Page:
BRLP: How do you change the attitude of the team during halftime, in the locker room?
Meyer: Halftime starts way before the actual game. You build respect of your players by going the extra mile for them. They respond to you because of a mutual respect. I do psychological profiling of players as well, which helps me to understand the individual, how to motivate every individual. For some players you need to extend a challenge, others you must take the pressure off. That’s the art of coaching. During half-time some coaches will get stuck into the young or new players and not the older, experienced players. I was different. Sometimes I would climb into the more senior players because they can take it and this pumps up the junior players as well.
BRLP: How do you figure out what to hold on to from the past coach and what to change and how quickly?
Meyer: I think it is important to be yourself. What De Villiers did was take the team to the people and I want to build on that. I will ask for the views of the management team that stays with me. I don’t want to look at previous mistakes but simply be who I am. When I complete this mission I want to hold my head high and know that I made a difference. I don’t always know the secret of success, but I know that the secret of failure is to try and please everybody. One should do things for the right reasons. I am going to be myself and do what has worked for me before.
BRLP: Do you deal with issues honestly or politically?
Meyer: Obviously one is an ambassador for the country. But, I would say I deal with issues honestly. Players know if you are not honest. If I tell the media that I care for the players and I don’t then they will know. Again, it is about being yourself and I am not a politician. I am there to deal with what happens between the lines and that’s what’s important to me.
BRLP: At what point do you decide to have courage and stand up for what is right?
Meyer: My Mother believed I would become a lawyer, because when I was young I loved debating and arguing for the sake of doing it. I have since learnt that you cannot win an argument, although you can win the overall war. One may argue for two hours and ‘beat’ the other person, but he walks away thinking negatively about you. So you lost the argument anyway, or you lost the battle and perhaps the overall war. In the bigger picture of South Africa, I will definitely stand up against things I believe are wrong. But I will not get involved in arguments about issues that do not make a real difference. If it is a moral or values issue I will not mind treading on toes. That’s why, all through my life I never had a lot of friends, because when one takes a stand there are people that don’t like you. Leaders are often like eagles, they fly high and alone. That’s part of the job, because the buck stops with you. I never try to be popular with the players, because it does not work. But I want them to respect me, which is why I will be brutally honest with them and stand up for what I believe in.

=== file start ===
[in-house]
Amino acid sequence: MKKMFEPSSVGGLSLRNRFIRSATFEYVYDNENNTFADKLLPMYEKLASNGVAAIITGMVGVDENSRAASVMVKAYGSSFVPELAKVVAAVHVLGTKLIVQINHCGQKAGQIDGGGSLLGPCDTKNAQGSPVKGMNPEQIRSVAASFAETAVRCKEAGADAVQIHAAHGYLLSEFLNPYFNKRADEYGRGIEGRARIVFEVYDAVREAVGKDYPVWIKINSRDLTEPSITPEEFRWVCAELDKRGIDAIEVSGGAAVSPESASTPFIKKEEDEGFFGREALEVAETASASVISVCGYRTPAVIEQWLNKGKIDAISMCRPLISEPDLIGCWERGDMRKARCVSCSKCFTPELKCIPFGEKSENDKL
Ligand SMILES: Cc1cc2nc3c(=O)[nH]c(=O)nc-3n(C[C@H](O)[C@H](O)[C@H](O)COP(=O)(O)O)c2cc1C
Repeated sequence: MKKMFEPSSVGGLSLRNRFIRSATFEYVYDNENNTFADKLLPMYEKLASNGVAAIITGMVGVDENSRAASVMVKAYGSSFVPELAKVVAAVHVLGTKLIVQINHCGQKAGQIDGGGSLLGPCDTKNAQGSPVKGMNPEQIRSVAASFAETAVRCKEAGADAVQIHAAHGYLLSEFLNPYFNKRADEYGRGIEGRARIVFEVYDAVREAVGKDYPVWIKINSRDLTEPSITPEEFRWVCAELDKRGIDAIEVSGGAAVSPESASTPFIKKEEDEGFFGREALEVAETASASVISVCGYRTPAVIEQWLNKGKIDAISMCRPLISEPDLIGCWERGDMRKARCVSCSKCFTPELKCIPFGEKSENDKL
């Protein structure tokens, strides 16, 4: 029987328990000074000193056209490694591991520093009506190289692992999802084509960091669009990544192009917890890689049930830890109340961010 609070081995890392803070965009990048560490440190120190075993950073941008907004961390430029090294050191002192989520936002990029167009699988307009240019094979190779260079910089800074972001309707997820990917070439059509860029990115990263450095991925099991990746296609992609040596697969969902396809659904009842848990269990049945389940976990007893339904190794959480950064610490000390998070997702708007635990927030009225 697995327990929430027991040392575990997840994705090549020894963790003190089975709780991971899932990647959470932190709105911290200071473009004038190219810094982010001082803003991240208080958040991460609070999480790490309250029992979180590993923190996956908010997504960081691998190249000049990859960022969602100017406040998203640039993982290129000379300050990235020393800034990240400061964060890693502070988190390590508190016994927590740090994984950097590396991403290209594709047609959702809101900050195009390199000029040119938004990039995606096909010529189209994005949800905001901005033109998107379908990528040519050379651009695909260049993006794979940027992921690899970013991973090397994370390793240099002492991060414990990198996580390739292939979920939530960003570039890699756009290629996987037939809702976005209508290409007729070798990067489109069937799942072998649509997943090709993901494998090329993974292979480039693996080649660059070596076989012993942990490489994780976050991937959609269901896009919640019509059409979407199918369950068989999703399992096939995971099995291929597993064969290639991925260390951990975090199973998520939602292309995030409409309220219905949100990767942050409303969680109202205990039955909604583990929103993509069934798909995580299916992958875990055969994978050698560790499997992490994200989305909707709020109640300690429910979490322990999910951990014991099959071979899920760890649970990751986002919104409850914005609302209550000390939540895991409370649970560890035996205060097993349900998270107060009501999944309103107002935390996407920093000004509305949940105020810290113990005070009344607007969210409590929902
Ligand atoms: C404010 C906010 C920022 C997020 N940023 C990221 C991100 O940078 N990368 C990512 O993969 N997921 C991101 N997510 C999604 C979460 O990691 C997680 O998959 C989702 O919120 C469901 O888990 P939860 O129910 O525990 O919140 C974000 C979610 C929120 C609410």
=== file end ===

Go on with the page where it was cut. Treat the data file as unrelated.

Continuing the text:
BRLP: Explain the sportsman’s psyche? Do they live in another world from us ordinary humans in a way?
Meyer: The sportsman’s psyche is definitely different from the ordinary person out there. Even in youngsters one can see the difference, the competitiveness. It is sometimes difficult to be the successful player and be a nice person, though one can be both. I personally prefer a great person to someone that is a great rugby player only. Obviously though there are attributes that great sports people need in order to win. When they go on to that field they never give up. In rugby, intimidating the other team is important and it is a tough contact sport. On the field one must be competitive. After the game and off the field one can be different. You almost need a ‘professional brutality’ in sport, and especially rugby. Though it does not sound right, when one goes on to the field it is about winning and losing. To win in rugby you need a certain killer instinct and mental toughness. It is brutal out there. The higher you go in sport the more attitude takes over from skill. When these top players play darts, or touch rugby, they become aggressive and competitive. So, you can’t switch off because it is who you are. You are either competitive or you are not. But you need not be ‘nasty or rude’ to be competitive.
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